In the construction world, a topping out ceremony celebrates a milestone in the progress of an ongoing project. The event involves placement of a final structural beam in a building and the raising of a live tree to the top of the building to mark that achievement.
While Clemson’s Douthit Hills project involves multiple structures – eight to be exact, officials celebrated the project’s milestone not with a tree, but with an appreciation luncheon for staff and contractors earlier this month. More than 700 people attended the event.
Project manager Mike Parker is excited about the scale of the $212 million project, its progress and what it means for Clemson.
“When it’s all completed, we’re going to be able to offer 1,700 beds to students in seven buildings,” he said. “The eighth building is the hub – the structure that supports all that.”
According to Parker, the hub will house a bookstore, a police substation, a dining hall and other dining experiences. He also said the structure would offer a workout facility similar to Fike Recreation Center. He jokingly called it “Fike East.”
Parker said that Douthit Hills is among the largest projects that the state has ever undertaken. Along with the state-of the-art housing, dining and workout facilities, the new structures represent something even more.
“Academic GPA and retention is increased when students live on campus,” he explained. Bringing students to campus in a more nurtured learning and structured environment can only be good for them.
Vince Burdette is happy with the progress of the construction project. As the general superintendent for Holder Construction, it’s Burdette’s job to keep the project moving on time.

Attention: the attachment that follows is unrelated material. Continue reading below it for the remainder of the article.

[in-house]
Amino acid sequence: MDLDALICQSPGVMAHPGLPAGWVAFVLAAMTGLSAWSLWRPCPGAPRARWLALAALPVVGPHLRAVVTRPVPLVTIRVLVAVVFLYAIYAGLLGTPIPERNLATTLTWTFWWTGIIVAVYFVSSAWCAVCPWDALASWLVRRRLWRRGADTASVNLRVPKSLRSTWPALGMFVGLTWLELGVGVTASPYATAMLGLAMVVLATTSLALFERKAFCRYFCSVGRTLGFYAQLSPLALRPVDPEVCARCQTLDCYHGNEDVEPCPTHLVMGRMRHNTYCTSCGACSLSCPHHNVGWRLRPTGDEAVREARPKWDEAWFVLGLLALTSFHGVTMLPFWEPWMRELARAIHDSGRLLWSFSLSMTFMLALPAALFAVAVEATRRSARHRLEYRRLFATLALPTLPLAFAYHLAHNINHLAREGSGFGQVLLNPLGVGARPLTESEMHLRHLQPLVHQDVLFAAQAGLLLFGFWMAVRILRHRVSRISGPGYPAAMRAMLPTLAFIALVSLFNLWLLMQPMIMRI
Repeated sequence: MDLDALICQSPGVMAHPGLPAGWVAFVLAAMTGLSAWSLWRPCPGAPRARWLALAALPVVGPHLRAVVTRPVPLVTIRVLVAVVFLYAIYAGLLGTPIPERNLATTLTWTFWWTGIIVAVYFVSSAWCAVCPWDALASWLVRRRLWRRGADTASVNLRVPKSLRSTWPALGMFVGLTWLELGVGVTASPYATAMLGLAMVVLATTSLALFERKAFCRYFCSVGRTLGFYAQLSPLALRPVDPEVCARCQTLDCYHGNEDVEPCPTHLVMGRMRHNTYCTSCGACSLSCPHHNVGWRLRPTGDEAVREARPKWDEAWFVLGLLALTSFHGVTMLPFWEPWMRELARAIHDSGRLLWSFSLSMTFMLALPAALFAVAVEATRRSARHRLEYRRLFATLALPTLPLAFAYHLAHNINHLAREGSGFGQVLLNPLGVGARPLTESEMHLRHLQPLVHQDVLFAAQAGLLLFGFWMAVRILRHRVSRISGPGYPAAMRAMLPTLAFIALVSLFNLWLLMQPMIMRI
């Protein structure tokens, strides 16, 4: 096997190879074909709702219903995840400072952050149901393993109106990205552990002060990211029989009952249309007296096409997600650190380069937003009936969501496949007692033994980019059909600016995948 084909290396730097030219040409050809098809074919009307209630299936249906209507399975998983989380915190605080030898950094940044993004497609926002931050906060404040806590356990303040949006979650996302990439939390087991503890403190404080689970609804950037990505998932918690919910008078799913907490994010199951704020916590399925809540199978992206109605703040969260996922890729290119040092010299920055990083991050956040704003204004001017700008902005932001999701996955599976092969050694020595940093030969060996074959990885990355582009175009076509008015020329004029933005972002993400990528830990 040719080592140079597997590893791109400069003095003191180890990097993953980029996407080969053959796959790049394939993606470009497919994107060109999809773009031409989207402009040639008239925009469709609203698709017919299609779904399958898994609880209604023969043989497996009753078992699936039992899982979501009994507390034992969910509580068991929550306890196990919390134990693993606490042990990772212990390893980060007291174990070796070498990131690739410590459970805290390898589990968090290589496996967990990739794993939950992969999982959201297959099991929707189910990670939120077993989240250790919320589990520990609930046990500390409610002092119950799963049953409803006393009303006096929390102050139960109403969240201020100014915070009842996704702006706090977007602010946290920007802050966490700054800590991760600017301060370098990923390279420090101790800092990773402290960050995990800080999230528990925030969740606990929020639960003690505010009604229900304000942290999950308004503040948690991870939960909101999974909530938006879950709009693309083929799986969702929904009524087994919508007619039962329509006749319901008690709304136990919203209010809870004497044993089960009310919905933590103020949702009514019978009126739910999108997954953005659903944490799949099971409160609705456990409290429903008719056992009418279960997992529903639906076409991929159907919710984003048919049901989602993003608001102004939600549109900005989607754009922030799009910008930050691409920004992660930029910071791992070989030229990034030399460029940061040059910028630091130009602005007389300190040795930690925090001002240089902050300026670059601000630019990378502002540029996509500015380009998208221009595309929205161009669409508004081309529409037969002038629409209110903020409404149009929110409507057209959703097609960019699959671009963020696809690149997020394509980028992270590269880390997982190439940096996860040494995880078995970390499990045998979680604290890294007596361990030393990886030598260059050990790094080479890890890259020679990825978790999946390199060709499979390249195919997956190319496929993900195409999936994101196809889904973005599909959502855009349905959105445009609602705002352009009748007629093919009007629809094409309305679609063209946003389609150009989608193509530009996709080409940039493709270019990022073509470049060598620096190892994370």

“We’re peaking manpower-wise,” he said. “We’re running at high speed and peak efficiency.” Burdette credits the use of precast concrete in helping speed up the process. Precast concrete is made from reusable molds and is poured and cured offsite. While the product quality and cost is the same, precast products help speed building time and offer cleaner surfaces, which are easier to work with.
Burdette also credits the use of workers and local subcontractors, who he said are loyal to Clemson.
Two of those loyal to the university are Drew Turner and Tony Greene. The pair have reason to be very interested in this project – they are Clemson alumni.
Both men graduated from the university in 2008 with degrees in construction science management (CSM). They even completed their CSM senior project together.
When the opportunity arose for them to come back to their alma mater, they wasted no time.
“It was fantastic,” said Turner. “It was extremely exciting as the project was getting started up. I thought there was the potential to come out and be a part of this. Not only are you having the opportunity to start a new project for the company your work for, but also for your alma mater, so there’s an extra sense of pride in coming to work every day and being a part of this.”
For Turner and Greene, this opportunity offers a chance to become part of Clemson’s history.
“I was so excited,” Greene explained. “I got a phone call saying a job popped up at Clemson. We hadn’t worked together since 2008. Although my hometown is in Georgia, I spent most of my time here at Clemson, so I was ecstatic at the thought of coming back here to work. I’ll be able to drive by for years to come and tell my kids that I got to build these dorms for Clemson.”
The Douthit Hills project is slated to be complete in fall 2018.